Two recent papers have raised concerns about cats in households with cystic fibrosis (CF) patients. People with CF are at high risk for a range of complications because of their condition and the treatments that are required. Some complications can be life-threatening, so there’s lots of research into factors associated with disease in people with CF.

One of the recent studies (Morrow et al. Journal of Pediatrics 2014) looked at 703 kids with CF. As is fairly consistent with the general population, 47% lived with one or more dogs and 28% with one or more cats. Dog ownership was not associated with problems, but cat owners had an increased risk of developing nasal polyps. Nasal polyps are a common problem in people with CF, thought to be caused by allergy, infection and/or chronic nasal congestion. If there’s truly a link with cats, it’s logical that allergies would play a role. When analysis combined dogs and cats, pet owners were twice as likely to report wheezing compared to non-dog/cat owners; again, likely an allergic, not infectious, issue.

Fortunately, wheezing and polyps aren’t typically severe complications. A different situation is presented in a separate case report in Pediatric Respiratory Reviews (Pabary 2014). It describes a child with CF who had difficult-to-control symptoms that were thought to be exacerbated by a cat allergy. The child only improved when the cat was removed from the household.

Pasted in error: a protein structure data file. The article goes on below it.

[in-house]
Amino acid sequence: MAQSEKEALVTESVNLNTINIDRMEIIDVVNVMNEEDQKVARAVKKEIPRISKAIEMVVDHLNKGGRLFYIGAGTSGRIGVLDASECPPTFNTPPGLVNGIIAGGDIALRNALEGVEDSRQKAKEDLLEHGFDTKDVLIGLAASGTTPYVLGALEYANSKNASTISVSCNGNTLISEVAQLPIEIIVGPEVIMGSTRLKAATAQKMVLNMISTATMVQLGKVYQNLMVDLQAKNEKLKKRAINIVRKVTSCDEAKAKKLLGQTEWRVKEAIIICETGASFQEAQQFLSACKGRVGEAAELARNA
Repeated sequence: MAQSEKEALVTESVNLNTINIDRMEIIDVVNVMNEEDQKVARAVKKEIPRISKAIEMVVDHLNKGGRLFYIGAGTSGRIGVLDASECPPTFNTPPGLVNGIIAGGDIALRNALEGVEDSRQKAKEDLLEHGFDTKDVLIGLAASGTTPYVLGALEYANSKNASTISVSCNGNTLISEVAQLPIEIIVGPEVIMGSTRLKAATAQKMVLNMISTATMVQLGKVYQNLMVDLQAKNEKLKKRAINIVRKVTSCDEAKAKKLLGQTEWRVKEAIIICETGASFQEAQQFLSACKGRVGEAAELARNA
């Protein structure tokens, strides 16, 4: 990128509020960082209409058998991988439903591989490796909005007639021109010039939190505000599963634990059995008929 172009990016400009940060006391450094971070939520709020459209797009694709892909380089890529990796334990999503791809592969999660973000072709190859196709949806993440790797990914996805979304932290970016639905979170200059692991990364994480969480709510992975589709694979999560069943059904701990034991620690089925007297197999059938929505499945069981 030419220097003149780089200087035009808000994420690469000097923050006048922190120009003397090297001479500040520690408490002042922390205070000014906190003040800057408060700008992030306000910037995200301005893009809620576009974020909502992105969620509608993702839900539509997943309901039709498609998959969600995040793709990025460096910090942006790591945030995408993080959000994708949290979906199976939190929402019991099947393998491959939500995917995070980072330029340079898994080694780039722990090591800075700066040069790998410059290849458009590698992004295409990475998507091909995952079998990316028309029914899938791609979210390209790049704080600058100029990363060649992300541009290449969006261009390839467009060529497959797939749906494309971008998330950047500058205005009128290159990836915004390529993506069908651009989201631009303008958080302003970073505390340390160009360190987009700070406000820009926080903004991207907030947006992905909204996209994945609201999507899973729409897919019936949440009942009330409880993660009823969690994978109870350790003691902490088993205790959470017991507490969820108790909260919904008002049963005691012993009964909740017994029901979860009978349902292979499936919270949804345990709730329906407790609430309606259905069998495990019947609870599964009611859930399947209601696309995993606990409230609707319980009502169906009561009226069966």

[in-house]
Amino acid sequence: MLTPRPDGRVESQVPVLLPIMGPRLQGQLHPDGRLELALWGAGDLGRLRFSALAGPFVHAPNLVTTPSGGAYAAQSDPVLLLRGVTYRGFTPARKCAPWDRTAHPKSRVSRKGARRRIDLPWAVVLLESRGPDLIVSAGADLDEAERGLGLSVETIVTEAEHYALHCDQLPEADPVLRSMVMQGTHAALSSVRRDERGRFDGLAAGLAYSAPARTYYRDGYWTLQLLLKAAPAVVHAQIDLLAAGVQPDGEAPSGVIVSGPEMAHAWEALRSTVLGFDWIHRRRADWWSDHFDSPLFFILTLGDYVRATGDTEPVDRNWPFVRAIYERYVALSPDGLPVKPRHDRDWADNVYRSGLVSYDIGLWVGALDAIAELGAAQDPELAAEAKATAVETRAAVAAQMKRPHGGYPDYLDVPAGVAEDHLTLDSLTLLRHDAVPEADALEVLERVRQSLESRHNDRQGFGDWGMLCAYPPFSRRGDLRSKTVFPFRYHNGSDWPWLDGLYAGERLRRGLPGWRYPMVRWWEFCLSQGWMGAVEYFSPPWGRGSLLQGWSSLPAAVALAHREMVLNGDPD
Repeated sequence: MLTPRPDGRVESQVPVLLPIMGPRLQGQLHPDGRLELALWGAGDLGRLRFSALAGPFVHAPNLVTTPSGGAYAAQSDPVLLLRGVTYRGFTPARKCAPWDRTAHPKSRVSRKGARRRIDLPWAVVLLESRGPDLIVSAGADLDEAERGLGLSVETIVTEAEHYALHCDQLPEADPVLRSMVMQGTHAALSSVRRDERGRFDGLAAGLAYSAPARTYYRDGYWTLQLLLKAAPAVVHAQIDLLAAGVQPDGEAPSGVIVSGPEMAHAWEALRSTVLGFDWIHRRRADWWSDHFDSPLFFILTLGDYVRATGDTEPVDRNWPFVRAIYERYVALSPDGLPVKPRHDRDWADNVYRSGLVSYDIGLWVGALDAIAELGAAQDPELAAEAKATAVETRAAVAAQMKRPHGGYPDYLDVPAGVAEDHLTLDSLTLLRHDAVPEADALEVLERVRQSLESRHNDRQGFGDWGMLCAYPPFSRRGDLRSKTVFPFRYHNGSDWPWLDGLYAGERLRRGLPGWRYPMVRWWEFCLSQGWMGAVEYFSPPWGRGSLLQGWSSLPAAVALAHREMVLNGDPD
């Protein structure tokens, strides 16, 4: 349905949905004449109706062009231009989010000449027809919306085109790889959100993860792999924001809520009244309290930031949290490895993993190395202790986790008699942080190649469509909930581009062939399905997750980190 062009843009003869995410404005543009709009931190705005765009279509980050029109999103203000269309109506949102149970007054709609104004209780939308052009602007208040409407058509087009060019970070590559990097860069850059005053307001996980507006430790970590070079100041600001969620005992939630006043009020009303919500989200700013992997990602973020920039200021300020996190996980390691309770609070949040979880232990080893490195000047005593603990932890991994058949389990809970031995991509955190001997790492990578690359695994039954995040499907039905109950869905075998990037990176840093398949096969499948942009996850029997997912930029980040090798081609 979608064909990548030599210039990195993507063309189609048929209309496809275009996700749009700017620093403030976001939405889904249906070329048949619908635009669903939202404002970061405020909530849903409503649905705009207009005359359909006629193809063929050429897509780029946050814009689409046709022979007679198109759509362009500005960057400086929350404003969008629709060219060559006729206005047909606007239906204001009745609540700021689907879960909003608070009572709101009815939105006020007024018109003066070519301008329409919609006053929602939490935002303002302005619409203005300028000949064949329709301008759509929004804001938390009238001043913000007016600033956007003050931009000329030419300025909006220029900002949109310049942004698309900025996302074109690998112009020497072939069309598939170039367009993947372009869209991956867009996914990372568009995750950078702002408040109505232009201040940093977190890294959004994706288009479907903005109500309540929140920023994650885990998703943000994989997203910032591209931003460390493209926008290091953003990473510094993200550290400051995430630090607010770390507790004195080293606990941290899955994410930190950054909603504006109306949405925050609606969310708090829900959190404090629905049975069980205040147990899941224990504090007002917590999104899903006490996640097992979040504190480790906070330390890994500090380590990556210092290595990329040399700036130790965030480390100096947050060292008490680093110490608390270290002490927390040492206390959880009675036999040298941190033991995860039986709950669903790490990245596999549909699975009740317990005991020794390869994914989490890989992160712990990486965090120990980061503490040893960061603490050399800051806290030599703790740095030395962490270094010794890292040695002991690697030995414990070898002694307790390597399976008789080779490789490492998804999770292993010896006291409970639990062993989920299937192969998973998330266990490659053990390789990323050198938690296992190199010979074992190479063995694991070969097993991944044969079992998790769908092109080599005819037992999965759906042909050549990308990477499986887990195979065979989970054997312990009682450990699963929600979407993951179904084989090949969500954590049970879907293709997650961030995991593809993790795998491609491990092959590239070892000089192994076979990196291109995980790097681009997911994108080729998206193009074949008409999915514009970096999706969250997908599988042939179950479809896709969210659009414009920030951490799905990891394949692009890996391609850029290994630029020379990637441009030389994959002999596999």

Does this mean that pets should be removed from households with CF patients?

No, but it means that the cost-benefit balance needs to be considered. As the Morrow et al. paper states "Prospective studies are needed to confirm these associations and the potential psychosocial benefits of cat and/or dog ownership." Figuring out whether these relationships are real (i.e. causative) and determining what the risk of these complications means for an individual person compared to the potential benefits is the key. It’s not easy, and the cost-benefit will vary between households. That’s why there needs to be conversations between patients and their families, their healthcare provider(s) and their veterinarian. The Pabary case report indicates that pet removal is sometimes required, although that’s a rare situation – pet removal/surender needs to be very carefully considered and should not be a knee-jerk reaction (as it all too often is).

Photo credit: Tracy (click image for source)